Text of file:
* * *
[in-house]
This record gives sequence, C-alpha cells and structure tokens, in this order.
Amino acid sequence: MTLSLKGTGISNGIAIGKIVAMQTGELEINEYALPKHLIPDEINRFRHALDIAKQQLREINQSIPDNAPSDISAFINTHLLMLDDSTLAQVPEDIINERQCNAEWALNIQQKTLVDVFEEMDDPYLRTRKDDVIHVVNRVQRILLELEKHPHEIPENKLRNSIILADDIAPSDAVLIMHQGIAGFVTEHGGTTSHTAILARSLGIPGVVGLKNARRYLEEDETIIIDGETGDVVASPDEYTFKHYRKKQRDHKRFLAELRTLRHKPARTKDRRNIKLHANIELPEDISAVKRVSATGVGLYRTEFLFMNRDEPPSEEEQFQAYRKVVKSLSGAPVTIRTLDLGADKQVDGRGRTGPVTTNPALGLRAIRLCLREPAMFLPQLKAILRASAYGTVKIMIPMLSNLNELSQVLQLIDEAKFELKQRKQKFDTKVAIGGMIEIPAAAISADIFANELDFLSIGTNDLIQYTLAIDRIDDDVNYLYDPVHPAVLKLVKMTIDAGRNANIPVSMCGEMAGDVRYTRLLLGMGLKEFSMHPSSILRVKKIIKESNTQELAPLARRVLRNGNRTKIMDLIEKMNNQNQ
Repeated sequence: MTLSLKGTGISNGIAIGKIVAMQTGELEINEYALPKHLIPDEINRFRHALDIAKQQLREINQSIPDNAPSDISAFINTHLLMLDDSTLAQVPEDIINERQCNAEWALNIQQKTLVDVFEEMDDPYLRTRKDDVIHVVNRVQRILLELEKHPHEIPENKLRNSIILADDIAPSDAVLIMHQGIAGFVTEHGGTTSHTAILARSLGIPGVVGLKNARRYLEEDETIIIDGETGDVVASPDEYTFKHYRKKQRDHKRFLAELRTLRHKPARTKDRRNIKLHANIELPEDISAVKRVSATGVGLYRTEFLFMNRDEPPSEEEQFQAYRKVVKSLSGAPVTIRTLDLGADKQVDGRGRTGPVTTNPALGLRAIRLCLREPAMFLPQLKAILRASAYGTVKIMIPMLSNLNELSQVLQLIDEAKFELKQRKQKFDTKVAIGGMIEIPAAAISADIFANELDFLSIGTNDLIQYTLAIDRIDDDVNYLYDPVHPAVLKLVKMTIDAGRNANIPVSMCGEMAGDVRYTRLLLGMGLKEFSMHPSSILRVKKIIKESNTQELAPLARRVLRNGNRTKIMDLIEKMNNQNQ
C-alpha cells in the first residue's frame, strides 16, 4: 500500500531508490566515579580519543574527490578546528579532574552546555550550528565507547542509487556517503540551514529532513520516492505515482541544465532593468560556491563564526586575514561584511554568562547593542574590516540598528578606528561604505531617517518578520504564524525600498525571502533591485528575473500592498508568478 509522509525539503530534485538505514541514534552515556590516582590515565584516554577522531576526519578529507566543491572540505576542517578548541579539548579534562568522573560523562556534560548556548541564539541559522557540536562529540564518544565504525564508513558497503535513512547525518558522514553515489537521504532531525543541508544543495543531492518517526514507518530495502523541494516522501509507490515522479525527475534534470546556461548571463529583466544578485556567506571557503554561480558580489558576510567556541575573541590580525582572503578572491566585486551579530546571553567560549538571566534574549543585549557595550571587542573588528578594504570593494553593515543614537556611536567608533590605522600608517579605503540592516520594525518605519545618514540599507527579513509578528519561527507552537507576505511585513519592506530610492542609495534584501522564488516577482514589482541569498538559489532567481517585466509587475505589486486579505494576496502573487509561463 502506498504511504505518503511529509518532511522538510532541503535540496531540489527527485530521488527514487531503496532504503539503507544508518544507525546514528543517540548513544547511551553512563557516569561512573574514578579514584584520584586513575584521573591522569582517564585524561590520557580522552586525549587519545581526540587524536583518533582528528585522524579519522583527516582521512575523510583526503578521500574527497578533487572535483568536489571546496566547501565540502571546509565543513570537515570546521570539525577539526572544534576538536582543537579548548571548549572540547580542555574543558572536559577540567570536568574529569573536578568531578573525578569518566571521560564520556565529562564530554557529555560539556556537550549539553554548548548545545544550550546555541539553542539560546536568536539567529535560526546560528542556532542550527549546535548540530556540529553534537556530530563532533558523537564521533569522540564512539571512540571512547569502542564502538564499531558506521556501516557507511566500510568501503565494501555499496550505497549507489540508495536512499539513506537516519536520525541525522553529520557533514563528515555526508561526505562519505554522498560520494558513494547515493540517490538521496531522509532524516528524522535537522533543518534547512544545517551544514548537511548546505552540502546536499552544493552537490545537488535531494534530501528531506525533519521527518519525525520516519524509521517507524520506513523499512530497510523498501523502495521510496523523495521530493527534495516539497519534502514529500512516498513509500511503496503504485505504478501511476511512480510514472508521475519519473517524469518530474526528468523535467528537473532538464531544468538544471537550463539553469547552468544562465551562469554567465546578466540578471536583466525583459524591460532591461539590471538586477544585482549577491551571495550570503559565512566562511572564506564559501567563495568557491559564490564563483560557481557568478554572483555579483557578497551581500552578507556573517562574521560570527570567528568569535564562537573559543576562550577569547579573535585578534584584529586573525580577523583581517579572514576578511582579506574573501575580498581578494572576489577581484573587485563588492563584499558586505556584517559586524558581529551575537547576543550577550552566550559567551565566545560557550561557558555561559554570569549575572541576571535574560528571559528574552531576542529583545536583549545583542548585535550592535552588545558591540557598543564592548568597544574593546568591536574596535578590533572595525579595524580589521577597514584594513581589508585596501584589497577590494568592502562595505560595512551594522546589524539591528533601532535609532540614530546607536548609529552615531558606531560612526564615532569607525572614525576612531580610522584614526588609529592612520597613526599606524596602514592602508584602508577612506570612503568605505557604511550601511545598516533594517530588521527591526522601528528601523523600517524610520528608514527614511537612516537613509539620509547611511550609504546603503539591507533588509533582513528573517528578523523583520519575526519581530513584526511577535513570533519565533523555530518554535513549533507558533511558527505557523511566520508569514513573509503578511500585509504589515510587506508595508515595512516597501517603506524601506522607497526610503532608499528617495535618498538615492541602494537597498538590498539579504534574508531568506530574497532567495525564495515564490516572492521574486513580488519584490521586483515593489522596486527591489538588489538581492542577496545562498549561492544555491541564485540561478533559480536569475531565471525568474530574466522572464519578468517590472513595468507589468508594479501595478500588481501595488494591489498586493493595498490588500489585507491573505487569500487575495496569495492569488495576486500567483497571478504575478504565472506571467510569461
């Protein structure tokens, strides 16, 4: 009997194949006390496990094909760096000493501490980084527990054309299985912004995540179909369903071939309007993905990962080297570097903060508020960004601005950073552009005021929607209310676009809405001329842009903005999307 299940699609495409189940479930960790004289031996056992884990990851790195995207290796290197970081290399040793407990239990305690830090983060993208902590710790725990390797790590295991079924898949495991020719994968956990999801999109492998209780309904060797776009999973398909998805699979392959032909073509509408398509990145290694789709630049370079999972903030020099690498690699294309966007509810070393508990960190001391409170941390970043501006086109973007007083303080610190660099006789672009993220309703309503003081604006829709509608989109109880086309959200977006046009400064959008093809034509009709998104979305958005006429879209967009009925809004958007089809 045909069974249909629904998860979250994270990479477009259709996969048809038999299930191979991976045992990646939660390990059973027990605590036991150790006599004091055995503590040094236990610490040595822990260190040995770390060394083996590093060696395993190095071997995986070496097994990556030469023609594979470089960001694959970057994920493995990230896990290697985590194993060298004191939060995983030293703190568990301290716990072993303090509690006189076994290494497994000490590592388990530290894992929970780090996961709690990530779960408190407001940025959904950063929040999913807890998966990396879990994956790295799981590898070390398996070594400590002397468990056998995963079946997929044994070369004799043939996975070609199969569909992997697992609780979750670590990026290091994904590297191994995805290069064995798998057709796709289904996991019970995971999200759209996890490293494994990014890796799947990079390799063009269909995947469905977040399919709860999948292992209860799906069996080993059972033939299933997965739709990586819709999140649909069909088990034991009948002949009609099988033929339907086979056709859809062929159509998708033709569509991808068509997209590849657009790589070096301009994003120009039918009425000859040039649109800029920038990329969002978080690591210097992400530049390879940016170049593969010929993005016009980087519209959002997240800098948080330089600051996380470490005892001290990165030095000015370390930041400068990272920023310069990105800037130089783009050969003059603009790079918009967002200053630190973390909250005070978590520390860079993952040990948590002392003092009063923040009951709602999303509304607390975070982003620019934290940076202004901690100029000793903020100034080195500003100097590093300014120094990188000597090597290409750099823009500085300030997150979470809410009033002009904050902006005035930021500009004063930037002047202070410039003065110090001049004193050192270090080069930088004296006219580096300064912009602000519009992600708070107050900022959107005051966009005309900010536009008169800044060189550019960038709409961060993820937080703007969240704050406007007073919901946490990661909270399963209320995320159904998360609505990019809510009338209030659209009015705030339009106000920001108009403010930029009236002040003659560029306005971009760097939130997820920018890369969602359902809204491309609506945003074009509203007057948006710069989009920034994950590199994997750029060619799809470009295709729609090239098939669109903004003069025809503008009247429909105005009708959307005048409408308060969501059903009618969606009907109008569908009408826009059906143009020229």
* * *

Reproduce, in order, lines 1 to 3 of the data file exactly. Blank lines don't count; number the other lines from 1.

[in-house]
This record gives sequence, C-alpha cells and structure tokens, in this order.
Amino acid sequence: MTLSLKGTGISNGIAIGKIVAMQTGELEINEYALPKHLIPDEINRFRHALDIAKQQLREINQSIPDNAPSDISAFINTHLLMLDDSTLAQVPEDIINERQCNAEWALNIQQKTLVDVFEEMDDPYLRTRKDDVIHVVNRVQRILLELEKHPHEIPENKLRNSIILADDIAPSDAVLIMHQGIAGFVTEHGGTTSHTAILARSLGIPGVVGLKNARRYLEEDETIIIDGETGDVVASPDEYTFKHYRKKQRDHKRFLAELRTLRHKPARTKDRRNIKLHANIELPEDISAVKRVSATGVGLYRTEFLFMNRDEPPSEEEQFQAYRKVVKSLSGAPVTIRTLDLGADKQVDGRGRTGPVTTNPALGLRAIRLCLREPAMFLPQLKAILRASAYGTVKIMIPMLSNLNELSQVLQLIDEAKFELKQRKQKFDTKVAIGGMIEIPAAAISADIFANELDFLSIGTNDLIQYTLAIDRIDDDVNYLYDPVHPAVLKLVKMTIDAGRNANIPVSMCGEMAGDVRYTRLLLGMGLKEFSMHPSSILRVKKIIKESNTQELAPLARRVLRNGNRTKIMDLIEKMNNQNQ